An interesting question was posed to me the other day, and although I had no trouble answering it it made me think more widely about the role of anarchism in a democratic state. The question was â€œif a hypothetical 'Anarchist Party' gained a majority in parliament, and was thus in a position to pass legislation, how would you begin dismantling the state?â€?. Ignoring the obvious practical improbability of such an event, let's consider where it might take us. My immediate response was to laugh and point out that we would now have at least half the country's population working together, and hopefully they would be some way towards sustainable living, independent of the state. This would make our 'dismantling' of it immediately superfluous, and such an 'anarchist government' wouldn't even need to formally disband itself, it would just do nothing, a government or even entity in name only. Of course there would be problems; I predict that a large proportion of those who hadn't voted for us would be in some way involved with either the armed forces or the police, and would not take kindly to their unofficial disbanding. But the point remains the same: by the time an anarchist movement had the political power to enact legislative change, such change would no longer be necessary. This led me to consider my own attitude towards politics, and in particular voting. If it is anything, an anarchist movement should be practical and not ideological. This is why, on the whole, I disagree with those who say we should abstain or spoil our ballots. Even if it is a corrupt and alienating system, it can produce at least short term goods, or prevent something worse. If we're faced with two choices, I would pick the lesser of the two evils every time rather than stand by and stoically observe in the name of 'principal'. All of this doesn't make me some kind of self-contradicting 'state anarchist', however. Whilst partaking in the system I still fully believe, essentially, in its eventual demise. What it is important to realise is that there is no dichotomy between on the one hand trying to bring about 'change from above', and on the other supporting the grass roots change that will in time cause the organ of state to wither and die. I see a distinction between political and social anarchism, the former advocating absolute defiance of the state and the latter a way of life that aims to defy the prevalent materialistic obsession with ownership and greed. Under these definitions, I am not a political anarchist. To be so, I think, is to stubbornly follow an imagined doctrine at the expense of practical options that can make a very real, and immediate difference to the lives of many.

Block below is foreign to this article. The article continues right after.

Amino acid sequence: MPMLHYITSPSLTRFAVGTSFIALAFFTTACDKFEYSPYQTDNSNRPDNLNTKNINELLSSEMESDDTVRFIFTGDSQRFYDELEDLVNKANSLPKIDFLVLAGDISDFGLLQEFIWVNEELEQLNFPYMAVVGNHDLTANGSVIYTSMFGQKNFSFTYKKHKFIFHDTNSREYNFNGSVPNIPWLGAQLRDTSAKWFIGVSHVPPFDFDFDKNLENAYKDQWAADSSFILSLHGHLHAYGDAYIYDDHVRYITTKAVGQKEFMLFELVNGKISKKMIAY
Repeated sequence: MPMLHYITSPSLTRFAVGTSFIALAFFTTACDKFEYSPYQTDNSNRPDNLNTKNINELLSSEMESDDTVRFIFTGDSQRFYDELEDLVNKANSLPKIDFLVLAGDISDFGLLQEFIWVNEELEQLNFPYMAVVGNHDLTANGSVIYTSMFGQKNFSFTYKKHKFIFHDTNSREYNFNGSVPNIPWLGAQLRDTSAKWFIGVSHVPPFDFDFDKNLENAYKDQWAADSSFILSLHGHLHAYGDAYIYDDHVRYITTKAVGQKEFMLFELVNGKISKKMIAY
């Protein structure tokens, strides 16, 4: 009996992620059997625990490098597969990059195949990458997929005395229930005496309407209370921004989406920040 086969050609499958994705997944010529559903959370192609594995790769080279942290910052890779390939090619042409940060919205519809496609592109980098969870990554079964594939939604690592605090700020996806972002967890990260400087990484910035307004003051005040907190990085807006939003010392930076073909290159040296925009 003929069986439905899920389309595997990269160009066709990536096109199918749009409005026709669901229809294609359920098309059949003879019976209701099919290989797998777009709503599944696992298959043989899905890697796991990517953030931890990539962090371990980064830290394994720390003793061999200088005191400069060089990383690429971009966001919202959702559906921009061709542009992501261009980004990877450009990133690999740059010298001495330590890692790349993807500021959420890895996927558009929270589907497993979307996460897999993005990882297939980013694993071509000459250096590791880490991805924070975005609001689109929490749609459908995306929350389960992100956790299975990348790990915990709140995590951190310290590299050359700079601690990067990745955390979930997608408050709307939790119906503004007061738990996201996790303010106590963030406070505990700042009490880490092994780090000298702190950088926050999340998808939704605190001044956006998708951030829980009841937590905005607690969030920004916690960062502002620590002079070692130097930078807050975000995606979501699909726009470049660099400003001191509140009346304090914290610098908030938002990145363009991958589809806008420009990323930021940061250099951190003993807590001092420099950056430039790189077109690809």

The Edinburgh University Anarchist Society was formed barely six months ago by a group of students who wanted a forum for the fermentation of radical ideas. We do not have a concrete ideology; even within our members, there are disagreements, there are arguments, there is plenty of debate. But we are united by our common quest to question, and to build from those questions answers for a better future. The main aim of the society is to pursue goals conducive to a free and equal anarchism in wider humanity. We hold and wish to promote the values of equality, liberty and respect, and these are the founding ideals upon which the society is based. To get involved in our discussions, come along to one of our meetings, every Wednesday at 3pm in the Forest Cafe. You may get a free banana. You don't need to be a self-described Anarchist to show your face; we're friendly people, we promise.
Response To The Student Editorial On Lesser-Known Societies We’re thrilled to have been included. The publicity is of course welcome, and our “subterfuge” of the EUSA indexing system wasn’t really done on political grounds, we’d honestly rather have the free publicity from that, too. The stall was a success despite its, ahem, unplanned nature, however illicit stall occupations were not the sole preserve of revolutionaries such as ourselves! With regard to our footwear and coats, it was rather cold, I seem to remember, and trying to turn over capitalism and the state is just miserable with cold feet. “Menacing” wasn’t quite what we were going for, I’m sure. It’s good that we’re finally out there, and the brainchild of the back first-year philosophy lectures is finally becoming realised. We wore boots and trenchcoats that winter too. It’s Edinburgh.
Hthe edinburgh university anarchist societyI Join in the debate: http://euas.noflag.org.uk
"One must start with the impossible in order to reach the possible" - Hermann Hesse
First Issue of Polemic, the magazine of the Edinburgh University Anarchist Society